Unfortunately human trafficking is a crime that exists on every continent, and criminals of all races take advantage of innocent children, women and men to profit. What they take from them can never be recovered.

As for green cards, many wonder why the legal, longterm foreign workers were not given green cards immediately. Then all would have been free to leave the islands or stay if they had a job. Such a horrible injustice to those who slaved away in the CNMI under poor conditions, most denied of full pay and benefits.

As for your stereotyping, please review cases and you will see that many ice dealers are locals also.

Anonymous said...

I said this a year ago and was labeled a racist....sad days we live in

Anonymous said...

although there maybe legitimate victims for sex traficking albeit the exepction and not the rule since the federalization this brings along with the opportunity for many other non-eligble foreigners to claim that they are "victims". Many foreigners who are not eligible or denied a status run out and then claim to be a victim either of spousal abuse, kinda hard to claim if you never actually lived with your spouse and the marriage was for a green card only, maybe the reason immigration denied you visa, or claim they were victim of some crime and now need a victim visa. A break in of your car or apartment three years ago doesn't qualify for a crime victim visa....... we have too many lawyers on this island willing to suck the last dollar out of those they claim they are trying to "help" by telling them they can get something they know they are eligible for.....how sad.....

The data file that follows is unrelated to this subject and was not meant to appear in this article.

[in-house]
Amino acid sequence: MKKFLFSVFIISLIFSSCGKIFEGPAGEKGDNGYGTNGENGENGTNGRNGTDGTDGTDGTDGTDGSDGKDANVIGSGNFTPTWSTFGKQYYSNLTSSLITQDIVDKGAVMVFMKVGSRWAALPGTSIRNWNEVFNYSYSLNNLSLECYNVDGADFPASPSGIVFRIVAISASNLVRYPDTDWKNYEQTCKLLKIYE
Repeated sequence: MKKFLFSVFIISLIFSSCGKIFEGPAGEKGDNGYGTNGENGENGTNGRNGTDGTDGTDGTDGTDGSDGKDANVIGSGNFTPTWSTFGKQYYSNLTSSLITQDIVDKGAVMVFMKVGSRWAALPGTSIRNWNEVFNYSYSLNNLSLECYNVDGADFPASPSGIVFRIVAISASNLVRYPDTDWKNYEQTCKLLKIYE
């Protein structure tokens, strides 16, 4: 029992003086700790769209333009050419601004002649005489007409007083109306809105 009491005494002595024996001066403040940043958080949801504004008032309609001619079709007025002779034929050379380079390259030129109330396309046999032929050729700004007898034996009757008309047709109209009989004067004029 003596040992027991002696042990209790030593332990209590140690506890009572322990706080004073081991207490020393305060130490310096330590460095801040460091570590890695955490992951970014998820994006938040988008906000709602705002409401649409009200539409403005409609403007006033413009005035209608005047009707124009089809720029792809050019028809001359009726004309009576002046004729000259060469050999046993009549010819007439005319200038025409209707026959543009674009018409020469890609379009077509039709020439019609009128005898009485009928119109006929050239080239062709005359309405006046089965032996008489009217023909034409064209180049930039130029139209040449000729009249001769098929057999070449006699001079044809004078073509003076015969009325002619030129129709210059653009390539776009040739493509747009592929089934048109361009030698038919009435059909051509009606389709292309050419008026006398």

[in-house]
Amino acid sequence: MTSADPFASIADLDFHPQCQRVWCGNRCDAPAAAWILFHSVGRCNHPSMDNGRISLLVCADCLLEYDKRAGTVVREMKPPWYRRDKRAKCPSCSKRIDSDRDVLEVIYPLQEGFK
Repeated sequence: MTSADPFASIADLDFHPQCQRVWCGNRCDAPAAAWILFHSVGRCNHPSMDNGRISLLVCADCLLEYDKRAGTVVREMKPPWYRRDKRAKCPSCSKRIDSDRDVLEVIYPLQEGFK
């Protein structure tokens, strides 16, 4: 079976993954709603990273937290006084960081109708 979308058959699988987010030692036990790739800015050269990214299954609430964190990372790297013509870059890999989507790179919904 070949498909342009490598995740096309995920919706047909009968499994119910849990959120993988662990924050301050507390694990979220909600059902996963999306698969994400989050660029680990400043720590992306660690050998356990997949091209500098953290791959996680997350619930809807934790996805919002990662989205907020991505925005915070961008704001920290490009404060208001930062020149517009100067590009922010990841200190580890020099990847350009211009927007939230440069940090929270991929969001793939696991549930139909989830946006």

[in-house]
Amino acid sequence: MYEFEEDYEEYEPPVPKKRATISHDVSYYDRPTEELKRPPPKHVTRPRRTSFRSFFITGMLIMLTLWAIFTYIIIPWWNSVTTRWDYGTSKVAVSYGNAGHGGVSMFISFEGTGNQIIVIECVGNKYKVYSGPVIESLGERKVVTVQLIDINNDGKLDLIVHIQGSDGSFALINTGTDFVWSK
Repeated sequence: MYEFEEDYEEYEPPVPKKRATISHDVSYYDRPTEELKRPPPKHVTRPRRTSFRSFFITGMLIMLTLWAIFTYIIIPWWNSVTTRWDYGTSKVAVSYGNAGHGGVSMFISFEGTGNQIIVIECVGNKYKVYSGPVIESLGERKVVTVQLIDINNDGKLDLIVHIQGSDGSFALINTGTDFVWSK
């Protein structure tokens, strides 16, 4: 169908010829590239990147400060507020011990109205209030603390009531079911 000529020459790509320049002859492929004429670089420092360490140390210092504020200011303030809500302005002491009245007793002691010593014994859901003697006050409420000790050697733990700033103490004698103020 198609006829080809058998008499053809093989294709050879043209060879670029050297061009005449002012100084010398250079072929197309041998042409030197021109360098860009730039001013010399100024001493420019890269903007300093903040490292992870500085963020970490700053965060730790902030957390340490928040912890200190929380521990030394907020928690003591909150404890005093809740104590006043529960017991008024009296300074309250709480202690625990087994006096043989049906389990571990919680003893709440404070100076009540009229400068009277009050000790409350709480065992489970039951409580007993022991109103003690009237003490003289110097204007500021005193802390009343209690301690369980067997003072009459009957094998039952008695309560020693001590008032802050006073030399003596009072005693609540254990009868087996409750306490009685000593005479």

Wendy Doromal said...

7:47 Provide names and data to back up your allegation please.

Anonymous said...

talk to your friends at the law firms on the island maybe start with MLS......my filipino brother in law that visited there were shocked by what they were told

Wendy Doromal said...

MLS?

Anonymous said...

try all the firms wendy this person isn't the only one who sees it....talk to cis they have been getting reports...are they talking about micronesean legal?

Anonymous said...

MLS = Micronesian Legal Services

Anonymous said...

Wendy said . . .

Despite the CNMI defenders' complaints that advocates and pro-federalization supporters exaggerated the CNMI’s forced prostitution, slavery, indentured servitude and human trafficking cases, . . . .

While the anti-federalization advocates did make some of those arguments -- particularly measurement on a misleading per capita basis rather than as a proportion of persons arriving into the CNMI -- the major argument has proven to be correct:

These were already federal offenses, and federalizing minimum wages and immigration would have nothing directly to do with that -- except in the very rare instance where a CNMI official was the perpetrator, or corruptly looked the other way as this was going on, again, essentially aiding and abetting the bad guys.

The first federal prosecutions for forced prostitution began in the late 1990s. The core issue is and always has been the failure of the federal government to devote enough resources to the CNMI to enforce its various laws.

Hopefully things will improve, if our Delegate speaks up to ensure enough feds are stationed in the CNMI.

Wendy Doromal said...

Anonymous 6:23

You are correct. The federal FBI and US Attorney's Office has been miserably underfunded despite decades of advocates and others calling for a stronger federal law enforcement presence. After 1998 Clinton increased funding/personnel, but with the new administration it again was reduced. The CNMI needs and deserves adequately funded federal offices including those within the USDOJ, USDOL, USCIS and others.